Topic: Soldiers' Load
U.S. Said Sending Men to Death by Overloading Them in Battle
The Montreal Gazette, 5 March 1951
Washington, March 4.—(AP)—Out of the United States Army's studies of the Second World War has come a long overdue disclosure that some military commanders sent soldiers to certain death by piling too much weight on their backs.
"In fact," the report says, "we have always done better by a mule than a man."
And there is a warning that overloading of combat troops has cut down the striking power of the American Army in the firing line—while the Russians are stripping weight off their fighting men to give them more mobility in battle.
This report, gleaned from the battlefields of the last war, says:
1. Men were killed unnecessarily because staff officers failed to realize that overloading a soldier cuts down his chances for survival.
2. Too much weight probably caused more deaths on bloody "Omaha Beach" in Normandy than enemy fire.
3. Men have been called before a firing squad for cowardice when perhaps they were guilty of nothing more than extreme fatigue which could have been cured by a few salt tablets.
4. The Army has become so engrossed with machines of war that it has neglected the human machine—the weary old infantryman who carries the real burden of combat.
5. The Army must strip down its supply services—because oversupply can bog down an Army as surely as shortages of gasoline and ammunition.
This expert study of the American Army in action comes from Col. S.L.A. Marshall, a First World War veteran who did battlefield research in the last war and then became a theatre historian on the staff of Gen. Dwight D. Eisenhower.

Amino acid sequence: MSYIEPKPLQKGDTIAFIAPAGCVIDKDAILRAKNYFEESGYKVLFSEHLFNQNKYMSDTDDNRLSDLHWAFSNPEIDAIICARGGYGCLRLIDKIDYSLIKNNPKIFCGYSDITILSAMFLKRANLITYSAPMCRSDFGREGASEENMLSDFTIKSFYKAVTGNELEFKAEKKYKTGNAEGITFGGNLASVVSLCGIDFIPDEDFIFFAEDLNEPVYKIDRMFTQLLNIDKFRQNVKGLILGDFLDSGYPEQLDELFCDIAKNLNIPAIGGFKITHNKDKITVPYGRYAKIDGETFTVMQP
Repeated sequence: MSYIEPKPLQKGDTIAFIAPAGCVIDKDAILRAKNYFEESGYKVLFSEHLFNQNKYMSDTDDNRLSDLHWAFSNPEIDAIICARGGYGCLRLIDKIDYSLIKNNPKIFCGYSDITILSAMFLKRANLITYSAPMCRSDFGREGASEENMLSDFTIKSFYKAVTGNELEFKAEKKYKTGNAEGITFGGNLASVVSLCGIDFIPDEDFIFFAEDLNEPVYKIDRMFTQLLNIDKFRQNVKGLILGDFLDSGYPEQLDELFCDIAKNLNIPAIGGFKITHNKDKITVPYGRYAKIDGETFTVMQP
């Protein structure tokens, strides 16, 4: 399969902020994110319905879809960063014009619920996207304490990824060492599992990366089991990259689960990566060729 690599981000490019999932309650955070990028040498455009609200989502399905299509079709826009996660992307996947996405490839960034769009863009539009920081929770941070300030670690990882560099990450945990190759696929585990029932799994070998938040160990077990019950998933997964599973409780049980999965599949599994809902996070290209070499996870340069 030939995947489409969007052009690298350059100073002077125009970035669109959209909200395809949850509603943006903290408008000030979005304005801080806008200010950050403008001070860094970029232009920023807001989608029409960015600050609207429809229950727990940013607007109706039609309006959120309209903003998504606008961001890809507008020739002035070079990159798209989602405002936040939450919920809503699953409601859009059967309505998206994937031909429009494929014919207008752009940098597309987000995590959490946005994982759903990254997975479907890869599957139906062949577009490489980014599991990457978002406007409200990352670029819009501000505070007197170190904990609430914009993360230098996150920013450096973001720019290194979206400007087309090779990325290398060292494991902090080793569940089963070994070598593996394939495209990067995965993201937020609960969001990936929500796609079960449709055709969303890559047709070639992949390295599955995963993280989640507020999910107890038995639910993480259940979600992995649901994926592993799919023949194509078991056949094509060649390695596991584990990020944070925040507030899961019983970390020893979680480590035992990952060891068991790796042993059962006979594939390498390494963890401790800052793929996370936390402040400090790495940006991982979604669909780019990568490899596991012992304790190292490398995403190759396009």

In peacetime, Marshall is an editorial writer for the Detroit News. But he is now in Korea making other battlefield studies for the Army.
Marshall has condensed part of his studies in a booklet "The Soldier's Load and the Mobility of a nation" published by the Combat Forces press of Washington.
Marshall's main argument is that the army may move swiftly on wheels—but true mobility in battle is the key to winning, and this can be achieved only by having strong troops who can move swiftly.
The accepted theory for years has been that 65 pounds on a soldier's back is a fair weight for marches and for combat. That's about what the Roman legionaries carried 2,000 years ago.
But Marshall contends from first-hand study that fear and fatigue make it impossible for most soldiers to carry such weights into a fight.
He thinks the weight limit should be about 40 pounds.
Canadian Load Lighter
Ottawa, March 4.—CP—An army official said today Canadian infantrymen are "stripped to the essentials" in combat.
"I believe we don't load our men as heavy as the Americans," he said.
The spokesman said Canadians carry ":nothing like 65 pounds_—a weight considered for years a "fair" soldier's carry. The Army didn't enforce any standard load.
A commanding officer decided what a Canadian soldier wore and it depended on the type of operation. There would be heavier gear in an approach to a battle area than in an attack.